Now listeners enter the heart of the Paul Desmond/Jim Hall sessions, a great quartet date with Gene Cherico manning the bass (Gene Wright deputizes on the title track) and MJQ drummer Connie Kay displaying other sides of his personality. Everyone wanted Desmond to come up with a sequel to the monster hit "Take Five"; and so he did, reworking the tune and playfully designating the meter as 10/8. Hence "Take Ten," a worthy sequel with a solo that has a Middle-Eastern feeling akin to Desmond's famous extemporaneous excursion with Brubeck in "Le Souk" back in 1954. It was here that Desmond also unveiled a spin-off of the then-red-hot bossa nova groove that he called "bossa antigua" (a sardonic play-on-words meaning "old thing"), which laid the ground for Desmond's next album and a few more later in the decade. Two of the best examples are his own tunes, the samba-like "El Prince" (named after arranger Bob Prince), an infectious number with on-the-wing solo flights that you can't get out of your head, and the haunting "Embarcadero." Hall now gets plenty of room to stretch out, supported by Kay's gently dropped bombs, and he is the perfect understated swinging foil for the wistful altoist. There is not a single track here that isn't loaded with ingeniously worked out, always melodic ideas.
- Richard S. Ginell (All Music Guide)
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Because Paul Desmond invented himself, no one else had to.
Surely, in our bewildering and beautiful world, there had to be a Paul Desmond: And there was: a poet laureate of the alto saxophone; one of the few singular post-Parker styl-istics who stood apart from the high-flying, speed-burning Bird; a master melodicat who, forsaking complexity in favor of conciseness, sweet bon-bons in favor of bon mots, admitted (pridefully or perversely, or both) that he'd "won several prizes as the world's slowest alto player, as well as a special award in 1961 for quietness."
That is not to say that his was a life of artifice. Paul Breitenfeld (1924-1977) may have taken his Desmond surname from a phone book and likened his ideal tone to a dry martini, but when he hit the bandstand he was all business. The feathered intensity of his music was never oxymoronic. Though best known for his long association with the Dave Brubeck Quartet, whose classicist tendencies, sophisticated harmonies and odd-meter counterpoint led some critics in the late 50s to question their swing (in retrospect, an unfounded charge), Desmond recorded a fair number of albums under his own name, including four scintillating quartet sessions for RCA Victor with a kindred spirit, guitarist Jim Hall.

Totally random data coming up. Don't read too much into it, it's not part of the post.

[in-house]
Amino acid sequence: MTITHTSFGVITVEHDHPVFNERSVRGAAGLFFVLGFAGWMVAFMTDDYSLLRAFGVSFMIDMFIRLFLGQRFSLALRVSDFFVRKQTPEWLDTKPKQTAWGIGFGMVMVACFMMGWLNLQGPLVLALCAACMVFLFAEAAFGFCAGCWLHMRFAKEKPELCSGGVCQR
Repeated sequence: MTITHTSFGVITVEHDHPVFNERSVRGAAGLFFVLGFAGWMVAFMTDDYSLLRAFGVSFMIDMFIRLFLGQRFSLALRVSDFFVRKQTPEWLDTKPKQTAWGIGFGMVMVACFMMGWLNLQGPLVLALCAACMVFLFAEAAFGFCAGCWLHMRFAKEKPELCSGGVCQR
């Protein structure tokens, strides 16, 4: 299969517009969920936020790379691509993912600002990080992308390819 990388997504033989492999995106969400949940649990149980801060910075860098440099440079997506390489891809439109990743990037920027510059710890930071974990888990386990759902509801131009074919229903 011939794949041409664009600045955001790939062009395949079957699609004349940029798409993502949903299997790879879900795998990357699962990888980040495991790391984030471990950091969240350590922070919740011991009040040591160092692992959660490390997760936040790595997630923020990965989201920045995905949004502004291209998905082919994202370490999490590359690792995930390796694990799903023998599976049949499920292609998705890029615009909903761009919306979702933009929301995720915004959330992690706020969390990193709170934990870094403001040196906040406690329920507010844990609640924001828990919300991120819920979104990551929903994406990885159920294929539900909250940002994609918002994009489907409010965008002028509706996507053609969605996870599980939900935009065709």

Take Ten, arguably the most compelling of the lot; now returns to circulation in its own right, showcasing Desmond's spacious, slightly arid but substantive blowing on a program of originals, standards and bossa-novas from 1963. The leader, who penned the liner notes for the original album (having studied creative writing at San Francisco State College, he harbored certain literary aspirations, ultimately unrealized), credits the easy-flowing, swingful nature of the music to his easy-flowing, swingful sidekicks. He calls Hail "a beautiful musician - the favorite guitar- picker of many people who agree on little else in music, and he goes to his left very well." Seriously or jokingly, or both, Desmond points out that Gene Cherico, bassist on all the tracks save "Take Ten." was a drummer "but a tree fell on him." Of the date's actual drummer, the Modern Jazz Quartet's paragon of subtlety, Connie Kay, he quips, "If a tree ever falls on him, I may just shoot myself. He's like unique."
No cutting contest, this. With simpatico players like these, it's no wonder the sounds are, like Coolsville. (Could it be that a Valley Girl, 20 years ahead of her time, was at Desmond's side when he wrote his liner notes?) Anyway, the sounds on Take Ten are mellow yet meaningful, understated yet lucid. Chordally or with single-note lines. Hall's ripostes with Desmond are always elegantly conversational, even on a tricky piece like the title track, an exercise in 5/4 (replete with Middle Eastern tones from the leader's alto) composed a few years after Desmond's smash hit "Take Five" with Brubeck. Desmond & Co. also invest the album's four bossa antiguas -"Theme From 'Black Orpheus," "Samba de Orfeu," "Embarcadero" and "El Prince"-with new-found luster, in keeping with Desmond's lament that the bossa-nova had by then degenerated into a "hula-hoop promotion."
Alas, Paul Desmond is no longer around to receive belated kudos for the musical virtues he extolled - the supremacy of melody and a warm, sometimes ironic but seldom sentimental lyricism equalled perhaps only by Lester Young. Like the President. Desmond had his own special way of seeing, speaking and playing. As the Yuppie Decade of the 80s has come and gone. Desmond no doubt would have been pleased to know, as he once observed apropos another situation, perhaps "the world ends not with a whim but a banker."
- Gene Kalbacher